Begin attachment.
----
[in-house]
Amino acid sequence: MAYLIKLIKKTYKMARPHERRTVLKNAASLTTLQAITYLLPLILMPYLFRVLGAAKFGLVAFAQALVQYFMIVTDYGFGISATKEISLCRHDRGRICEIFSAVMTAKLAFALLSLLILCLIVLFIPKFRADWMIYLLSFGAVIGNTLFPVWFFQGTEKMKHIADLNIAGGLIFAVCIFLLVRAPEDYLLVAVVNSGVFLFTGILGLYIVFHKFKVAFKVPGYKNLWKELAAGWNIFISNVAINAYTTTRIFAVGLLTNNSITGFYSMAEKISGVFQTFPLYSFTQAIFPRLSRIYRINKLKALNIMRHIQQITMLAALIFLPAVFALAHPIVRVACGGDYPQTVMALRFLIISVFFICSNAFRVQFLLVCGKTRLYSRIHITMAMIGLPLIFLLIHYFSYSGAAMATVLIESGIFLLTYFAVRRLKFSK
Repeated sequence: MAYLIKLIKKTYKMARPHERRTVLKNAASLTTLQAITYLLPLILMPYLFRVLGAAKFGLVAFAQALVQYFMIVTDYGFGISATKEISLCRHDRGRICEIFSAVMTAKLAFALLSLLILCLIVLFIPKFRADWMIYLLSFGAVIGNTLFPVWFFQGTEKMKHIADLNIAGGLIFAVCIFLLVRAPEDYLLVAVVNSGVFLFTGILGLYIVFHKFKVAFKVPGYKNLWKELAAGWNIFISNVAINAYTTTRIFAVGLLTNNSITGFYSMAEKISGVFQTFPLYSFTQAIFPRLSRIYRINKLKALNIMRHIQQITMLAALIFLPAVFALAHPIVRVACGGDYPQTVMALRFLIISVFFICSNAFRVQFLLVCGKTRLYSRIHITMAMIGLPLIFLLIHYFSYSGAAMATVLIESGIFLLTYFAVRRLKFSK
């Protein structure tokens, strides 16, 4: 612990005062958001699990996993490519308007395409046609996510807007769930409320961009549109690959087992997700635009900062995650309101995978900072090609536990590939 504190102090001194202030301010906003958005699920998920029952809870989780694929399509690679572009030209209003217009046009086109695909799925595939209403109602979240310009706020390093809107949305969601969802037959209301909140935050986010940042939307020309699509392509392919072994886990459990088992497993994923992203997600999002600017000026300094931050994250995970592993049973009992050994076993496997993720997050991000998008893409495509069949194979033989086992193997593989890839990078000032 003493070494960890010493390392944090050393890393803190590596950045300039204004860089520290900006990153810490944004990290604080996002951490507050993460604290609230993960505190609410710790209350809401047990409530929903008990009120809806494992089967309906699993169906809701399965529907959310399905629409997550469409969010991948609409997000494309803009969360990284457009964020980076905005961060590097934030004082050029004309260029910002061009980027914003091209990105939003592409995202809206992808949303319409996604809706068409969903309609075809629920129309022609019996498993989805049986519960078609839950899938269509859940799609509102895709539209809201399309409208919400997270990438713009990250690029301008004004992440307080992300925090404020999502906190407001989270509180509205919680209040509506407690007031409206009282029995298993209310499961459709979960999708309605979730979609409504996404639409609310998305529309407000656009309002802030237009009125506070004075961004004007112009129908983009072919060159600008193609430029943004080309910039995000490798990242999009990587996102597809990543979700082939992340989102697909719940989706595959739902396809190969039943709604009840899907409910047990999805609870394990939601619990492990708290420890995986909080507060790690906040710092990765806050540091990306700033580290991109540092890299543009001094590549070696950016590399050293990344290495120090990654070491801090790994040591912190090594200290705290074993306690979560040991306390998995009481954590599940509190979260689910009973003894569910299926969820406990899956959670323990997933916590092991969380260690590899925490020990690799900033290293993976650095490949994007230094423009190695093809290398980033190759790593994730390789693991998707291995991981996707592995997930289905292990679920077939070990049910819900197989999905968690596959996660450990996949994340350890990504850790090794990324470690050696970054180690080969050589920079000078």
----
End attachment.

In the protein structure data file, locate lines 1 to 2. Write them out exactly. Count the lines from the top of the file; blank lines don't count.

[in-house]
Amino acid sequence: MAYLIKLIKKTYKMARPHERRTVLKNAASLTTLQAITYLLPLILMPYLFRVLGAAKFGLVAFAQALVQYFMIVTDYGFGISATKEISLCRHDRGRICEIFSAVMTAKLAFALLSLLILCLIVLFIPKFRADWMIYLLSFGAVIGNTLFPVWFFQGTEKMKHIADLNIAGGLIFAVCIFLLVRAPEDYLLVAVVNSGVFLFTGILGLYIVFHKFKVAFKVPGYKNLWKELAAGWNIFISNVAINAYTTTRIFAVGLLTNNSITGFYSMAEKISGVFQTFPLYSFTQAIFPRLSRIYRINKLKALNIMRHIQQITMLAALIFLPAVFALAHPIVRVACGGDYPQTVMALRFLIISVFFICSNAFRVQFLLVCGKTRLYSRIHITMAMIGLPLIFLLIHYFSYSGAAMATVLIESGIFLLTYFAVRRLKFSK